Sculpted by Sports

Set piece soccer

Having spent countless hours on the pitch, both playing and coaching, I’ve come to understand the significant role of set pieces in soccer. These moments, often underestimated, can turn the tide of a game. Throw-ins, corner kicks, goal kicks, free kicks, and penalty kicks – each carries its unique tactical weight. In this article, let’s explain these different kinds of set pieces, dissecting their rules and conventions in a way that even those getting started in soccer will find easy to grasp.

Remember how weird and hard to understand the names and laws of soccer seemed when you were new to the game? I certainly do. It was a bit overwhelming at first, but with a simple and straightforward approach, we can demystify these critical aspects. Think of set pieces as chess moves on a soccer field – each with its own number of possible outcomes and strategies.

Whether it’s deciding when to opt for a short or long throw-in, mastering the art of bending a free kick, or choosing the right player for a penalty kick, these moments are pivotal. So, let’s bet on this journey, where worry turns into tactical prowess, and every set piece becomes an opportunity to change the game’s narrative.

What Are Set Pieces in Soccer?

In the world of soccer, set pieces are akin to the strategic pauses in a chess game. These moments are not just breaks in play but pivotal instances that can shift the tide of the match. When a foul is committed or the ball rolls out of bounds, the game is paused. This stoppage is the prelude to a set piece, a term synonymous with opportunity in soccer. From throw-ins to corner kicks, goal kicks, penalties, and free kicks, each set piece represents a tactical battle in itself.

Imagine the scene: the referee’s whistle is blown, signaling a foul or the ball going out of bounds. Players quickly position themselves, aware that the upcoming event, be it a free kick or a penalty, could be the game-changer. In these dead ball situations, the range of possibilities is as vast as the field itself.

Whether it’s a precisely executed corner kick or a strategically placed goal kick, every set piece in soccer is a moment where the ordinary flow of the game occurs in a different, more calculated rhythm. These are the moments where games are won or lost, where the aforementioned events become more than just parts of the game – they become the heart of the soccer narrative.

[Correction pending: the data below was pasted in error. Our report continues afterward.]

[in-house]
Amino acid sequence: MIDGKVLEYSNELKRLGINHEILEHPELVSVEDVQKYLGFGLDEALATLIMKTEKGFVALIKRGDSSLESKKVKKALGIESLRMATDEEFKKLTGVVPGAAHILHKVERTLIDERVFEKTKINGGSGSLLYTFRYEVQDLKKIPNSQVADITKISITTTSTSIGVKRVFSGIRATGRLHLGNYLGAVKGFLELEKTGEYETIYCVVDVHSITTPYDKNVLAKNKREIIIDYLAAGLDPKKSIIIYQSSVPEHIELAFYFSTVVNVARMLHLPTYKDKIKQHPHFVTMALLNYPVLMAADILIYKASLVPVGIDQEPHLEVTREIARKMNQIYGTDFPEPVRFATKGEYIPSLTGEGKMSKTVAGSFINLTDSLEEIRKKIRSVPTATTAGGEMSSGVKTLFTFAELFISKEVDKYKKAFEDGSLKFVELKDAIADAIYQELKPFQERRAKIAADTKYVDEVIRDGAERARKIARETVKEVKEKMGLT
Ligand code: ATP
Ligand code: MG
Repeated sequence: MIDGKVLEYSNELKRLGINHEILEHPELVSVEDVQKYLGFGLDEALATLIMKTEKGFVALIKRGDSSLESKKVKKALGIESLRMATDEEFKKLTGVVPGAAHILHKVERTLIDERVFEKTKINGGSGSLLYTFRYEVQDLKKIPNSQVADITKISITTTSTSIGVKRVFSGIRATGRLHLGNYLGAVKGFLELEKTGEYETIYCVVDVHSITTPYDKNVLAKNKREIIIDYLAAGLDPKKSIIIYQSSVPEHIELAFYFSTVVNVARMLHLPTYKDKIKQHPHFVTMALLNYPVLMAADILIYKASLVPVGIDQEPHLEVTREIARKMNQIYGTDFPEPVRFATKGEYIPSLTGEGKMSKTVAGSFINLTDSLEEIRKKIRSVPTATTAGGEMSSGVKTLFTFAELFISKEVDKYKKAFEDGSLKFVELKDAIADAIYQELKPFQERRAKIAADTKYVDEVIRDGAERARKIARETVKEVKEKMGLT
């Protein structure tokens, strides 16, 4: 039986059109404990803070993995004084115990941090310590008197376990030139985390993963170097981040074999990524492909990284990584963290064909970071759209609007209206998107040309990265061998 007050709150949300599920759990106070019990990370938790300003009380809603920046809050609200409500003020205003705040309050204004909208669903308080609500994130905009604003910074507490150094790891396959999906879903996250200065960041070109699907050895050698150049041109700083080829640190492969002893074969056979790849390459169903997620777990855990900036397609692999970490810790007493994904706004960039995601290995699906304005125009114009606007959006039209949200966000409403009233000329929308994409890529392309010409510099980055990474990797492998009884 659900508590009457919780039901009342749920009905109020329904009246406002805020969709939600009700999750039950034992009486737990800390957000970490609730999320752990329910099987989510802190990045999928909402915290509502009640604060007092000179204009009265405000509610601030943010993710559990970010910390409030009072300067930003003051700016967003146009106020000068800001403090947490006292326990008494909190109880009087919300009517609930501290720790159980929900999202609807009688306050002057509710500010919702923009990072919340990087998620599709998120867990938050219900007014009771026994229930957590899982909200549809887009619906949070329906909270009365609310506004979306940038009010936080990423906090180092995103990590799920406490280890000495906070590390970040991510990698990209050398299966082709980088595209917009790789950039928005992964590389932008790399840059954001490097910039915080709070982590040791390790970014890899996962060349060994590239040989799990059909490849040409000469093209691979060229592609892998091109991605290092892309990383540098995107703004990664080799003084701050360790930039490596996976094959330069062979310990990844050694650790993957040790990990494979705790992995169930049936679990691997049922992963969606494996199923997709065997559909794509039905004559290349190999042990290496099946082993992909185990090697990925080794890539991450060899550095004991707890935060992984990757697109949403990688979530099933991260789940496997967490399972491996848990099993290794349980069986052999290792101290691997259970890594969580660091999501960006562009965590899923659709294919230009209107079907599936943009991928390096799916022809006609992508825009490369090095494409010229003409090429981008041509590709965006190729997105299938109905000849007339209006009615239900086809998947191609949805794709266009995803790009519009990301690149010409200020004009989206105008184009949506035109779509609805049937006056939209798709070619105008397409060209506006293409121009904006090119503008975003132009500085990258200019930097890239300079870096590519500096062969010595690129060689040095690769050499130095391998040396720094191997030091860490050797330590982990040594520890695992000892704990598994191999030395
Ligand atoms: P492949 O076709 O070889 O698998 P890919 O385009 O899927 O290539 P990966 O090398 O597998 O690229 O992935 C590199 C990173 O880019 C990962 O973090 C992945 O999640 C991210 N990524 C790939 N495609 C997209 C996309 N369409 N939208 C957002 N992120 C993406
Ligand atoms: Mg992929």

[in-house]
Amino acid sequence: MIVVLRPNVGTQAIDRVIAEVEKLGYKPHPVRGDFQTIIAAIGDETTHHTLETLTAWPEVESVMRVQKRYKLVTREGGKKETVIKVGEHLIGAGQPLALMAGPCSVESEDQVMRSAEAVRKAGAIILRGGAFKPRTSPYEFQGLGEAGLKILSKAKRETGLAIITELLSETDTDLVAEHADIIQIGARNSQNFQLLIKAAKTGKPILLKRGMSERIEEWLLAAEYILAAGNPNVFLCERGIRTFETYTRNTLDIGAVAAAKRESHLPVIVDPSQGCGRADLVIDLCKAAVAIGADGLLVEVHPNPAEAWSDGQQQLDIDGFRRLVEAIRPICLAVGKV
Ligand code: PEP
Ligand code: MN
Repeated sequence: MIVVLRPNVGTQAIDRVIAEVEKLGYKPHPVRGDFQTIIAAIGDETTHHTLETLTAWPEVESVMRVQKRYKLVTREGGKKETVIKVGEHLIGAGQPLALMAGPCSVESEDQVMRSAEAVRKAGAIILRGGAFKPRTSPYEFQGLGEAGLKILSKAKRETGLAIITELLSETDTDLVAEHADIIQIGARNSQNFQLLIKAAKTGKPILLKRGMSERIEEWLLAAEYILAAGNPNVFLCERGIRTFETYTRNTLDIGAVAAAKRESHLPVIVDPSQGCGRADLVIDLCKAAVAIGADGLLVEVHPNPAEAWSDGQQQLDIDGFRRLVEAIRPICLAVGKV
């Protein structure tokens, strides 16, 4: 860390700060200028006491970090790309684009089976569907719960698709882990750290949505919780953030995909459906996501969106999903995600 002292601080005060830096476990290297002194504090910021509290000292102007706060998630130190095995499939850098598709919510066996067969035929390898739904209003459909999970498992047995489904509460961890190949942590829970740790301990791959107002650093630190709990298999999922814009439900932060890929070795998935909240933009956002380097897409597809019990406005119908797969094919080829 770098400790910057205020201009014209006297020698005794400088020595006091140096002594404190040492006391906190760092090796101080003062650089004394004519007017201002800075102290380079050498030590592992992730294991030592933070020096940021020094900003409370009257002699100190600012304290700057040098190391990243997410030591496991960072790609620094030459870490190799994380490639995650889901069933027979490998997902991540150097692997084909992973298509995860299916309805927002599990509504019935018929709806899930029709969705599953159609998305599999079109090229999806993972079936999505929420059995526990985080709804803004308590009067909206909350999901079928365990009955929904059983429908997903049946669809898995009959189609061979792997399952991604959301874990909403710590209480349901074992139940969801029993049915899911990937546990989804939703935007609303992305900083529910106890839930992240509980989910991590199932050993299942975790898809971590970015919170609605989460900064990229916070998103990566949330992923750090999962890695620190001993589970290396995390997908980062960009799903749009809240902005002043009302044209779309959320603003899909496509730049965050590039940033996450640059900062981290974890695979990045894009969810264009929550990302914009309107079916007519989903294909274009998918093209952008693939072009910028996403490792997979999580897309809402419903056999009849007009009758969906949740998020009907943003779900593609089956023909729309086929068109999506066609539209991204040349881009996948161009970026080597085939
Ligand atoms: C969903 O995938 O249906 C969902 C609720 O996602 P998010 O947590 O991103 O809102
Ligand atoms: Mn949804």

When Are Set Pieces Used In Soccer?

In soccer, the role of set pieces is pivotal and often game-changing. These scenarios arise when the referee’s whistle is blown following a foul or when the ball rolls out of bounds. In such instances, the usual flow of play comes to a halt, leading to a stoppage. This pause in action is crucial, as it sets the stage for a dead ball situation, the foundation upon which set pieces stand. Whether it’s a corner kick from the flanks, a free kick in a promising position, a tactical goal kick, a decisive penalty, or a well-planned throw-in, each type of set piece offers a unique opportunity to put the ball back into play.

These moments in soccer are not just routine; they are ripe with strategic possibilities. The types of set pieces—corner kicks, free kicks, goal kicks, penalties, and throw-ins—all present different challenges and opportunities. A team skilled in utilizing set pieces effectively can turn these moments of stoppage into powerful offensive weapons or defensive fortifications. In the dynamic world of soccer, understanding and mastering the intricacies of set pieces can often be the difference between victory and defeat.

What Are Throw-ins In Soccer?

In the strategic universe of set piece soccer, the throw-in stands out as a unique element. Unlike other set pieces, a throw-in doesn’t involve kicking the ball. This scenario happens when the ball crosses the touchline or sideline, which are the longest lines on the field. Typically, these lines run along the sides of the pitch. The team that doesn’t touch the ball last before it goes out is awarded the throw-in.

Executing a throw-in requires a specific technique. The player must keep both feet firmly on the ground and bring the ball from behind their back, fully extending it over their head with both hands before throwing it back into play. Interestingly, this is the only time field players—all footballers other than the goalie—are permitted to touch the ball with their hands. This rule adds a tactical layer to the game, as players must skillfully use this opportunity to regain control or advance their position on the field.

What Are Corner Kicks?

In the dynamic world of set piece soccer, the corner kick emerges as a critical play. When the ball crosses the goal line and is last touched by the defending team but doesn’t end in a goal, a corner kick is awarded. The ball is then placed within the marked-off space in the corner of the field on the side it exited. This spot is often at both ends of the field, where the goal line meets the touchline. The corner kick is more than just putting the ball back into play; it’s a strategic opportunity.

During a corner kick, the player kicking the ball aims to latch it onto a teammate, usually within the penalty area or the 18-yard (meter) box, also known as the goal box. Sometimes, the target is even closer, within the 6-yard (meter) goal area. The objective often is a header, a powerful and precise move to direct the ball toward the goal.

Teams often employ set plays, where attacking players position themselves to get open in front of the goal. This is done to increase the chances of knocking the ball into the net. When executed well, a corner kick can turn the tide of a match, especially if the attacking team manages to outmaneuver the defense.

What Are Goal Kicks In Soccer?

In the world of set piece soccer, the goal kick stands as a fundamentally simple yet strategically significant play. The kicker’s purpose during a goal kick is usually to propel the ball as far from their own goal as possible. This play is essential in transitioning from defense to offense, aiming to deliver the ball into the area of the attacking team. The intent is to resume the game and begin an attack with this singular kick.

For the goal kick, the soccer ball is placed on either the right side or the left side of the top of the goal line area, and the choice of side is at the kicker’s discretion. In youth soccer games, the dynamics can be quite different.

Here, it might be simpler for a young player to pass the ball to a defending team member who is close by, especially since children may not have the ability to generate enough power to send the ball down the field. This distinction in play style between youth and professional soccer highlights the evolving nature of tactics in set piece scenarios.

What Are Soccer Penalty Kicks?